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Regulation, Governance and Convergence in the Media

Peter Humphreys and Seamus Simpson

Media convergence is often propounded as inevitable and ongoing. Yet much of the governance of the media sector’s key parts has developed along discrete evolutionary paths, mostly incremental in character. This volume breaks new ground through exploring a diverse range of topics at the heart of the media convergence governance debate, such as next generation networks, spectrum, copyright and media subsidies. It shows how reluctance to accommodate non-market based policy solutions creates conflicts and problems resulting in only shallow media convergence thus far.
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Chapter 5: Copyright in an era of media convergence

Peter Humphreys and Seamus Simpson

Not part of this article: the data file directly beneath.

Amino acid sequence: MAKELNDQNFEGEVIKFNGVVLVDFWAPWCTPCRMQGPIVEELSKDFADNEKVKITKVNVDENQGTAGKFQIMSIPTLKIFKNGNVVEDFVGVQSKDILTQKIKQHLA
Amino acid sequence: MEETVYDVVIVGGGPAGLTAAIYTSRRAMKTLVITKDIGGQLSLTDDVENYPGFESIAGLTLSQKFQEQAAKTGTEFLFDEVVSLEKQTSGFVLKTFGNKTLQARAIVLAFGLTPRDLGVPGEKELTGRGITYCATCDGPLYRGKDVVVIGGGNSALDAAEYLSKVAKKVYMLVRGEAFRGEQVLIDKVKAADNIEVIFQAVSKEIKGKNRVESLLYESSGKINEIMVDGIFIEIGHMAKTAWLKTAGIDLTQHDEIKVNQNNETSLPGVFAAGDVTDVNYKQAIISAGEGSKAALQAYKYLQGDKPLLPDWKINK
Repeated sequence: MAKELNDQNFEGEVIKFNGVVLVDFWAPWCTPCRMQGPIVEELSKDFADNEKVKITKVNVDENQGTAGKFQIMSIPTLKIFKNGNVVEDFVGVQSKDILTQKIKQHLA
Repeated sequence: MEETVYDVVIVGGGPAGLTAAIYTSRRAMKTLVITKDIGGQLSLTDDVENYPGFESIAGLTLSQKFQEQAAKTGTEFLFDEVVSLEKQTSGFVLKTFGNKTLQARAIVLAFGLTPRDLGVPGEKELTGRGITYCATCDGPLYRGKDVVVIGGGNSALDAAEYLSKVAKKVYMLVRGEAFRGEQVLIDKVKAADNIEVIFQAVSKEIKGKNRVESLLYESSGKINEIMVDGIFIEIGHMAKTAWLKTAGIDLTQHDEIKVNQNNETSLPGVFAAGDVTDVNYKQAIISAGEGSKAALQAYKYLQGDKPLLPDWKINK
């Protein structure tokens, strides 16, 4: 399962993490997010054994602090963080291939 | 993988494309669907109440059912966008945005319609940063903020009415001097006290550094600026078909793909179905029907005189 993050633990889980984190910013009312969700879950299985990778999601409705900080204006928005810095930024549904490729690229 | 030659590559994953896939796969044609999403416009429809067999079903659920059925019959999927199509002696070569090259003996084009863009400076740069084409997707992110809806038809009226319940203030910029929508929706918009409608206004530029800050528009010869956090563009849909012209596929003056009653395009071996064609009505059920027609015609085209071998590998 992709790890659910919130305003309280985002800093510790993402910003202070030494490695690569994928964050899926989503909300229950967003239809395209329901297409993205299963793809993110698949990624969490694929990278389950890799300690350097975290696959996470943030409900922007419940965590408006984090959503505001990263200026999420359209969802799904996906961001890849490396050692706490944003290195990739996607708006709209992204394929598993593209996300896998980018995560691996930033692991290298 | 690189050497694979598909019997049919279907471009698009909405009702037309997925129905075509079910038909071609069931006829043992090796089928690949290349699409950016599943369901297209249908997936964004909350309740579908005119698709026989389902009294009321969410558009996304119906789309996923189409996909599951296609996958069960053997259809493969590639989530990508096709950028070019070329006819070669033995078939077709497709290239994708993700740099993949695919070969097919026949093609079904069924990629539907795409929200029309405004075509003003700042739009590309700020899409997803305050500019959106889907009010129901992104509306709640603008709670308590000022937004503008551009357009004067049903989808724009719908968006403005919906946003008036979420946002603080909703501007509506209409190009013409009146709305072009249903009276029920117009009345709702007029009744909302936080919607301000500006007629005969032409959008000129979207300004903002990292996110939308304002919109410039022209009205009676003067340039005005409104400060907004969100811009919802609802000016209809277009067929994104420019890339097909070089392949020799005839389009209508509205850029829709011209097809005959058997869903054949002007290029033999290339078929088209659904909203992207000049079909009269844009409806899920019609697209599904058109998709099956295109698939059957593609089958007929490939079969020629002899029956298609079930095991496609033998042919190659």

Chapter 5 explores the challenge presented to copyright by digital convergence and the Internet. It discusses the debate between those arguing for a less restrictive approach in the digital era and those pointing to the need to tackle not just rampant piracy but also legal ‘free-riding’ on a scale that threatens to undermine the business models of the creative industries. The chapter suggests that policy makers in Europe appear to have been more energetic than those in the US about seeking to make technology companies more responsible for what their users upload. However, so far on both sides of the Atlantic the interests of the new technology giants and policy makers’ concern for ‘the free market’ appear to have generally prevailed over cultural and culture-industry interests. A key obstacle to strengthening protection for copyright has been widespread popular concerns about protecting privacy and internet access as a human right.

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